Daily Egyptian

Rauner makes good on vow to veto Democratic spending bill

Michael+Madigan+and+Bruce+Rauner.+%28TNS%29
Michael Madigan and Bruce Rauner. (TNS)

Michael Madigan and Bruce Rauner. (TNS)

Michael Madigan and Bruce Rauner. (TNS)

By Rick Pearson and Kim Geiger, Chicago Tribune

Republican Gov. Bruce Rauner on Friday vetoed a measure approved by Democratic lawmakers in April that would spend nearly $4 billion on higher education and human services for the current budget year, calling it an “unfunded, empty promise.”

The measure was an outgrowth of the Springfield stalemate and the test of wills between Rauner and Democrats that has left the state without a formal state budget for nearly a year.

The bill was approved in April by Democratic majorities in the House and Senate to provide funding for the current budget year, which runs through June 30, for various social services that had not been ordered funded by court action or consent decrees. Higher education subsequently received a partial appropriation.

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While Rauner previously had vowed to veto the bill, he used his Friday veto message as another platform to criticize the General Assembly, though the note lacked a direct reference to Democrats and the governor’s chief political nemesis, House Speaker Michael Madigan.

“The constitution requires the General Assembly to pass a balanced budget, but the General Assembly continues to abdicate that responsibility. A balanced budget is not just a constitutional requirement or the right thing to do for taxpayers; it is the only possible way to manage State government over the long-term,” Rauner wrote.

“Without a balanced budget, an appropriation is just an unfunded, empty promise — a check written from an over-drawn bank account.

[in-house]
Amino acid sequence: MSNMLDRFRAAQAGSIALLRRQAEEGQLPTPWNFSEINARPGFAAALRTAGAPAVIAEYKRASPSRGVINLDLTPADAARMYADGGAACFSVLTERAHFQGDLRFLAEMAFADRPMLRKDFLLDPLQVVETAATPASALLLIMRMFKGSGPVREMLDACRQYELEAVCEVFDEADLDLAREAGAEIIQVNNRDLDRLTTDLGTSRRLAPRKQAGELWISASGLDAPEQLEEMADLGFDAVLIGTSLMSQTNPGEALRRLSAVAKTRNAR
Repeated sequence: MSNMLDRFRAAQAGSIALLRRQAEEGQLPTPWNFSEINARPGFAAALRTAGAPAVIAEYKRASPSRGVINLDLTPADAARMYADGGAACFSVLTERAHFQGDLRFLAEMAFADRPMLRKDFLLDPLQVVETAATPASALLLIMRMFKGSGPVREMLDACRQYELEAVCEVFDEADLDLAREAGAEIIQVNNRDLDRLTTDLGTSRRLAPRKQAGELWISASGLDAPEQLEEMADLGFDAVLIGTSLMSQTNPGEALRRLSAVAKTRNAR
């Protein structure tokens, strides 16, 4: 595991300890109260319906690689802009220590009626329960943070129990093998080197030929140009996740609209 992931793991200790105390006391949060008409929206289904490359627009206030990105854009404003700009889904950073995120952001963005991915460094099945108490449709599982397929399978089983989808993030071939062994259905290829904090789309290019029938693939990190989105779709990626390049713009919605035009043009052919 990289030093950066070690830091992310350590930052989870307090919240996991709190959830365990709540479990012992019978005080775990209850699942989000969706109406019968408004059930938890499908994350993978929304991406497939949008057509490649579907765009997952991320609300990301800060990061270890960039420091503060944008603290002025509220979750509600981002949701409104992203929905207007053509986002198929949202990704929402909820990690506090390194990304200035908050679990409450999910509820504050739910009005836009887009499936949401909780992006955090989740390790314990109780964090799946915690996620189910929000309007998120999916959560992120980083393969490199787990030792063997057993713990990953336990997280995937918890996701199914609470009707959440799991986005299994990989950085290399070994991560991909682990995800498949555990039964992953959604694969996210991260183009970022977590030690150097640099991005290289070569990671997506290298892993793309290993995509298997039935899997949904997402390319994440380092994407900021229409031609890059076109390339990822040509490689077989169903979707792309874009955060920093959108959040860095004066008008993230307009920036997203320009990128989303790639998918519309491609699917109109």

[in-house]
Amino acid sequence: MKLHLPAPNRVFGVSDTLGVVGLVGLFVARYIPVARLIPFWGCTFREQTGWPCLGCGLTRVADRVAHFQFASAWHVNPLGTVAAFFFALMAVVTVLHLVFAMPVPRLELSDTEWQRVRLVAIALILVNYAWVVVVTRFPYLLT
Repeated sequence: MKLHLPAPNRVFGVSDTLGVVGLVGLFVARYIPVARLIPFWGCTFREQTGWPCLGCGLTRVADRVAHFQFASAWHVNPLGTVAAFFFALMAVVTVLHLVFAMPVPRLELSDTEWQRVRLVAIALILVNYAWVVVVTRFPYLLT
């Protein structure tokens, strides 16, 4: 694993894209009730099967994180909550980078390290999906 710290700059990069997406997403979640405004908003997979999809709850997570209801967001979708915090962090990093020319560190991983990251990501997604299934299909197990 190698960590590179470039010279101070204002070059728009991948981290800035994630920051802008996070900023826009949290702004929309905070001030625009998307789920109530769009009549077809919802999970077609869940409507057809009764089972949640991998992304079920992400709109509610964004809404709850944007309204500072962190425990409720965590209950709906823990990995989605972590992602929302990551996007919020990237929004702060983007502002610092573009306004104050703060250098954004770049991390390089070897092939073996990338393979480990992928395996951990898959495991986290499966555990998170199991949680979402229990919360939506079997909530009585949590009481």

“Social service agencies and providers need real funding, not empty promises,” he wrote. “Social services are being squeezed out by State debt and pension obligations, personnel costs, and other mandated spending. The only way to ensure that social services are fully funded is to pass a balanced budget, where spending is in line with revenues.”

Rauner said the measure “purports” to appropriate $3.89 billion for higher education and social service providers “but provides no source of funding.”

“Students, universities, community colleges, social service agencies, and our most vulnerable residents need real solutions and real funding, which [the bill] does not provide,” he said.

A spokesman for Democratic Senate President John Cullerton called the governor’s veto “disappointing,” saying it “underscores the need for immediate action on the balanced, bipartisan emergency budget for human service providers that has been on his desk for nearly a month.”

That’s a reference to a separate bill that was sent to the governor in May after it passed the General Assembly with overwhelming bipartisan support. The bill is more narrow than the one vetoed by Rauner on Friday, as it would free up only special funds to pay social service providers. Rauner has dismissed the bill as an attempt to create a funding crisis in other parts of government operations not funded under the bill.

“Despite today’s veto, the Senate president remains optimistic that the governor will do the right thing and sign the balanced, bipartisan emergency budget for human service businesses,” Cullerton spokesman John Patterson said in a statement. “We would encourage him to do so quickly. These businesses, their employees, clients and families have waited long enough.”

(c)2016 the Chicago Tribune

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Distributed by Tribune Content Agency, LLC.

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